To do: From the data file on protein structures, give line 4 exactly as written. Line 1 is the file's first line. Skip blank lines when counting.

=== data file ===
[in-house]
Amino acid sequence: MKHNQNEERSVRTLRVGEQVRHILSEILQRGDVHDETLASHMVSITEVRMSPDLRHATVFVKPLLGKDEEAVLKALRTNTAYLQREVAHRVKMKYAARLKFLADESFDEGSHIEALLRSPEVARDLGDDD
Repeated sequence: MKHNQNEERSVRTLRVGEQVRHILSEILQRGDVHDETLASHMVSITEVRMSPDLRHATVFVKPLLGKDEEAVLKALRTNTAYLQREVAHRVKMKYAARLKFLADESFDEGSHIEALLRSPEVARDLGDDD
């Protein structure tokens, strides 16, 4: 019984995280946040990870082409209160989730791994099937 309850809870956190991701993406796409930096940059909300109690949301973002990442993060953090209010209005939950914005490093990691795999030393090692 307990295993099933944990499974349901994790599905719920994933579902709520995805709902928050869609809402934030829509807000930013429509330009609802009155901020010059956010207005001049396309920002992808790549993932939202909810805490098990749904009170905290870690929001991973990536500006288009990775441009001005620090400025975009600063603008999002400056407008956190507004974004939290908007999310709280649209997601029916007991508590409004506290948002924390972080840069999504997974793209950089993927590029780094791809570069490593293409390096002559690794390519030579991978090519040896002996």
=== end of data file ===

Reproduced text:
């Protein structure tokens, strides 16, 4: 019984995280946040990870082409209160989730791994099937 309850809870956190991701993406796409930096940059909300109690949301973002990442993060953090209010209005939950914005490093990691795999030393090692 307990295993099933944990499974349901994790599905719920994933579902709520995805709902928050869609809402934030829509807000930013429509330009609802009155901020010059956010207005001049396309920002992808790549993932939202909810805490098990749904009170905290870690929001991973990536500006288009990775441009001005620090400025975009600063603008999002400056407008956190507004974004939290908007999310709280649209997601029916007991508590409004506290948002924390972080840069999504997974793209950089993927590029780094791809570069490593293409390096002559690794390519030579991978090519040896002996």